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You should not have an issue finding a good hotel in Shanghai or Hong Kong. There are plenty of them in both cities and they are well advertised, especially to tourists. For you it would come down to prices. With early planning, you can easily find very good hotels for a fair price. Both of these two cities are very expensive but if you dont mind the ...


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China and Hong Kong offer so many hostels so I am sure that you will not have trouble finding the hostel. But if it is your first time in China, you should book a room a few days in advance because it's easier for you to visit a strange city for the first time if you have some plan of where to go.


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"Trust but verify." If you're traveling during a "real" off season, occupancy rates will be lower than usual. But there may be something peculiar to that location (a conference, sports event, etc.) that nullifies this. The "safe" way to play this game is to monitor the hotel vacancy rates for your target dates over the internet in advance. If somehow, ...


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This doesn't directly answer the question, but it's too long for a comment. If it's out of place, feel free to delete. As others have said, off-season rooms are usually available without a reservation (and often below normal/advertised rates, through sites like booking.com, priceline, etc). But one strategy you might consider employing is taking advantage ...


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Generally yes, but you need to be aware that the local definition of "Off Season" can vary quite a bit. Most places have really busy times that you may not be aware off. Boston, for example, has "Marathon" in mid April and "College Graduation" in mid to end May where it's almost impossible to get a room and where rooms are quite expensive.


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Basically, yes. Traveling out of season you do not need to make reservations. But if you travel in the low/closed season you might find many places closed and the few that are open very popular and at times booked out when you want to stay. And when weekdays are low season already, the weekends might still be mid or even high season. Further more, you need ...


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You should not feel self conscious about having to wake up early. We've all had to do this at some point during our (backpacking) travels, hence you can expect people to be tolerant about your early bird alarm. Having said this there are a few unwritten rules you should respect when having to get up early in the morning in a shared hostel room: Place your ...


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Have you tried a sleep cycle alarm clock (e.g. Sleep Cycle by Northcube)? I too am a heavy sleeper but if it vibrates at a shallow stage of sleep, it could wake you up without any sound. A much cheaper alternative than the shock wristband. Perhaps try using the sleep cycle as a primary alarm and the noisy alarm as a back-up if you really want to minimize ...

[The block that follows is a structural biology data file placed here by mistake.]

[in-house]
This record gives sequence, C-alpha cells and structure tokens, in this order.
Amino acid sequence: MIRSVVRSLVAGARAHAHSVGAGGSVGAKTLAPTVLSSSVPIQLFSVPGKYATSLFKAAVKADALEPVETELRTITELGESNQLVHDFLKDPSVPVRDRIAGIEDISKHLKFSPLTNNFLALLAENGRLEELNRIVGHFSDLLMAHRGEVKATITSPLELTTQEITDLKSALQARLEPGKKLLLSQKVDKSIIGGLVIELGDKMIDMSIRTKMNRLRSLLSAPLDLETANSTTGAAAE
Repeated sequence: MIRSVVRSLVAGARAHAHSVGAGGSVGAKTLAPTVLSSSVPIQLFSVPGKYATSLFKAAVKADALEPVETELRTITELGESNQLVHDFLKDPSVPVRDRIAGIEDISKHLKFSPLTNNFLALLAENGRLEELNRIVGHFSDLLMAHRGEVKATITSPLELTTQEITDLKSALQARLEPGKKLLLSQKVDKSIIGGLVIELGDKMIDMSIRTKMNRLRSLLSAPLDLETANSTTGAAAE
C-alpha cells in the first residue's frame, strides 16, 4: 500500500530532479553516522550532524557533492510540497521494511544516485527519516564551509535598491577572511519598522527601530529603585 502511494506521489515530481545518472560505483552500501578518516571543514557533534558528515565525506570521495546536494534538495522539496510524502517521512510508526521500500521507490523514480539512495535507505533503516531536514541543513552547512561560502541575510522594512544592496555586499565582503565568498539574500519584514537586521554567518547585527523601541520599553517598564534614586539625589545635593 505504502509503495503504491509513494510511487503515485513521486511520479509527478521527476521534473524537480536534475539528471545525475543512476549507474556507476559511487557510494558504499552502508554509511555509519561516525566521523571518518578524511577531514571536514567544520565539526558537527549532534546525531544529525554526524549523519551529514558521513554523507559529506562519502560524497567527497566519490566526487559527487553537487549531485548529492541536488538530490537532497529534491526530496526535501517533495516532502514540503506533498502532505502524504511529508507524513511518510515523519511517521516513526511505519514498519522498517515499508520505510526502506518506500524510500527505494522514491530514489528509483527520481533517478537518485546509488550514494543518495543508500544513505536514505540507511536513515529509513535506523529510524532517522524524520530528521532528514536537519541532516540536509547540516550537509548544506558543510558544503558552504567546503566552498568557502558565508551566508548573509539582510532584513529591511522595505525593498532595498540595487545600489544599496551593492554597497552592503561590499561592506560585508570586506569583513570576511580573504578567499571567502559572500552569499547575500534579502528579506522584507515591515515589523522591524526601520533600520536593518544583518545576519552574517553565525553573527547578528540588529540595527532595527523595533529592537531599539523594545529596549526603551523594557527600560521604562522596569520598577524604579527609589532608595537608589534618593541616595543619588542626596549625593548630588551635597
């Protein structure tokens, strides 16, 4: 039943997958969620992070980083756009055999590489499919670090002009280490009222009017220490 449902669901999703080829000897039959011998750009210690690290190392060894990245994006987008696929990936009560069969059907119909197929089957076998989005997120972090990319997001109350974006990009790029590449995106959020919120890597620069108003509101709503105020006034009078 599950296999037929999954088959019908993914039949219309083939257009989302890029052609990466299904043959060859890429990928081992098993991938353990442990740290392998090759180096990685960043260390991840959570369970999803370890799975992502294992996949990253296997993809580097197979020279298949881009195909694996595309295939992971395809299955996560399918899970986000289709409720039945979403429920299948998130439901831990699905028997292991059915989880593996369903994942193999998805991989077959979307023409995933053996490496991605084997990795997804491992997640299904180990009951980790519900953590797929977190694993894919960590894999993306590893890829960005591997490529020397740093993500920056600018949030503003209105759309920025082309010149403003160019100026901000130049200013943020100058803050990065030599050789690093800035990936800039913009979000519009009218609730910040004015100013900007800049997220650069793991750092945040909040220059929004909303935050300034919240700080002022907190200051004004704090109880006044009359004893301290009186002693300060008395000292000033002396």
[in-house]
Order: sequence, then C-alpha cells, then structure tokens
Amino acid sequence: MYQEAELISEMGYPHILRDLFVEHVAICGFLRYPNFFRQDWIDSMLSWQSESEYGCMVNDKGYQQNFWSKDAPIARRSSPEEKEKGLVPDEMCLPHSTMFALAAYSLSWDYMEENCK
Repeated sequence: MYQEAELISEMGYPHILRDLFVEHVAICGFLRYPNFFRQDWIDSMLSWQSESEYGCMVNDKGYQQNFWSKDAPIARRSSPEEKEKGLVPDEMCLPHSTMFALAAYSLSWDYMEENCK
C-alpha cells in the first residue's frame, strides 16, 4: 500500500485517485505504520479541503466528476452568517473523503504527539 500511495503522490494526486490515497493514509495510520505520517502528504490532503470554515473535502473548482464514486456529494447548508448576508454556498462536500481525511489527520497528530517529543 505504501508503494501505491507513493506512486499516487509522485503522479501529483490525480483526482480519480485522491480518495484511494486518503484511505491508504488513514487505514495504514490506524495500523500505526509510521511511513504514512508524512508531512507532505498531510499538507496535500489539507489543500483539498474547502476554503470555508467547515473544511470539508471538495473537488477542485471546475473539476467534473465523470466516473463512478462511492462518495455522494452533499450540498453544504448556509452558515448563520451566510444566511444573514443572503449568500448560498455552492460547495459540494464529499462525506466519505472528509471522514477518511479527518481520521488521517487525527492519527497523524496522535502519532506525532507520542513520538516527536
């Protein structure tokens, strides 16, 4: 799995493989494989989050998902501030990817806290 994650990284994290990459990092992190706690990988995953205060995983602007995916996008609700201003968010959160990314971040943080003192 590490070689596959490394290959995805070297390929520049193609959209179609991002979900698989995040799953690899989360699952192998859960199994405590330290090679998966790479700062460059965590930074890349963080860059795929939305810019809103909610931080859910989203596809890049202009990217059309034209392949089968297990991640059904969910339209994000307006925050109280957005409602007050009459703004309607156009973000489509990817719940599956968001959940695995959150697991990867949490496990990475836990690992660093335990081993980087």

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If you fall asleep easily, perhaps you could fall asleep with the earphones (of earbud type) in your ears and have an alarm set up on your phone with the earphones connected to the phone (set up so that the phone's speakers are muted and all sound goes to the earphones). This can be enhanced by using the tip from the comments on having phone's vibration on. ...


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Many phones have a silent, vibration only mode as part of the regular alarms. A cheap Fitbit Flex band will do that too. If a vibrating alarm isn't enough, you can get a wristband that delivers electric shocks to wake up, such as the Pavlok wristband (store): At first, it will act like any other alarm clock, with a gentle vibration to get you up. But if ...


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You can also get a vibrating alarm, which you can find in stores selling goods for hearing-impaired people.


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Immediately turn off your alarm after you're awake. So, keep the alarm very close to your ears, under or next to your cushion, or perhaps above your head, if your hostel bed allows for that. And find the lowest sound level that wakes you.


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No, only a reservation is required. In fact, it is recommended you do not pay for your ticket (or hotel) until after your visa is secured. I do not know how hostels operate as I have never stayed in one (except boarding school), but for hotels you generally reserve (with your credit card) and then pay when you check-in. To do this you must book at the ...



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